Good Things Come in Threes
Maryann Hanks longed for one more baby. Her husband, Cody Hanks, wanted two more. Each got their wish — and then some!
During an ultrasound, the couple learned they were expecting twins, which was an enormous surprise, since there was only one set of multiples in either’s family tree.
“But wait! There’s more!” Maryann relates. “After telling us about the twins, they saw another baby, sort of hiding in there. We were having triplets!”
As if it weren’t rare enough to conceive triplets without fertility treatments, there’s something else that made their situation special — her pregnancy consisted of one pair of identical twins and one “single” baby.
Then there was yet another complication, called TTTS (twin-to-twin transfusion syndrome). This is where abnormal blood vessel connections form in the twins’ shared placenta and allow nutrient-rich blood to flow unevenly between the twins.
“One twin gets too much nutrition, and the other doesn’t get enough. If TTTS is untreated, the outcome can be heart failure, brain damage, and even death,” explains Elizabeth Brass, MD, a perinatologist on Maryann’s care team, along with other doctors who specialize in high-risk pregnancies: Steve Friedman, MD; Jason Hashima, MD; and Suzanne Lubarsky, MD.
Laser surgery, available at only a handful of hospitals across the United States, is commonly the best treatment for TTTS. Kaiser Permanente arranged for Maryann to have the procedure at the University of California San Francisco Medical Center.
Dr. Brass describes the procedure, called selective fetoscopic laser photocoagulation. “It involves a small incision in the mother’s abdomen and inserting a thin fiber-optic scope into the wall of the uterus and into the amniotic cavity of the twin who is being overnourished. Vessels that go from one twin to the other twin are sealed off by a laser beam. The normal vessels that help nourish each twin are left intact.”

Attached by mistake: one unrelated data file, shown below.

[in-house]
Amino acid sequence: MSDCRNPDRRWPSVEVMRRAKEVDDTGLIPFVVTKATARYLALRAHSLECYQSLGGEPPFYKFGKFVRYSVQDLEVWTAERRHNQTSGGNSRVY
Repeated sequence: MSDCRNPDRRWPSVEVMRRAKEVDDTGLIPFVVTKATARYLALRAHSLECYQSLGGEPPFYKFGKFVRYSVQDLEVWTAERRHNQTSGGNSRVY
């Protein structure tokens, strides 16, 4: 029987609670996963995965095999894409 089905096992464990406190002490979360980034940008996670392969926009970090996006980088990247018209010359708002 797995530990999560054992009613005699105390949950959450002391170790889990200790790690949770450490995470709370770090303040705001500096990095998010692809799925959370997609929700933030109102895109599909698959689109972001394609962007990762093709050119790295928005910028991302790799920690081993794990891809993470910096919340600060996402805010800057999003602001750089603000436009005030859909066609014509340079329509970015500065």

After four days at UCSF, Maryanne returned home with just a small bandage over her belly, and the comfort of knowing that her three babies were in good hands.
Several weeks later, on July 19, Maryanne and Cody joyfully greeted their triplets — Ariana, Bridget, and Christine, each in the 4- to 5-pound range — born at Kaiser Permanente Sunnyside Medical Center.
Tonia Berberich, manager of the neonatal intensive care unit, says, “Bringing three babies into the world at once is quite an exciting time for the family, of course, and also for the Labor & Delivery and NICU staff. There is a lot of preparation and great teamwork that goes into making everything happen smoothly. The babies spent time in the NICU, doing skin-to-skin contact with their parents, growing, and learning how to eat.”
“Having one baby isn’t easy, but having three can be exceptionally challenging,” adds Hillary Nicholson, MD, NICU medical director. To help Maryanne and Cody — and all NICU parents — make the transition following the birth of a baby, NICU staff works closely with parents and family members, teaching them how to to care for their babies by reading each baby’s cues.
Happily, the triplets thrived in the NICU and were discharged home three and four weeks later, healthy and excited to join their big brother, 2-year-old Colin.
Dr. Brass says, “It was an honor to take care of Maryann during her high-risk pregnancy. All of us in perinatology are thrilled by her good outcome and healthy babies.”
Looking back on her experience, the mother of four says, “At first, I thought my care team was excessive because they watched me like a hawk, then I was grateful that they were on top of everything and caught the problem early.”
She continues, “Kaiser Permanente hit it out of the ballpark. Every nurse, every doctor, every staff member was amazing. Even the hospital food was a winner. Everyone took excellent care of our little (and expanding!) family. I can’t imagine wanting to receive care anywhere else.”
To learn more about Kaiser Permanente prenatal and postnatal care, go to kp.org/maternity/nw.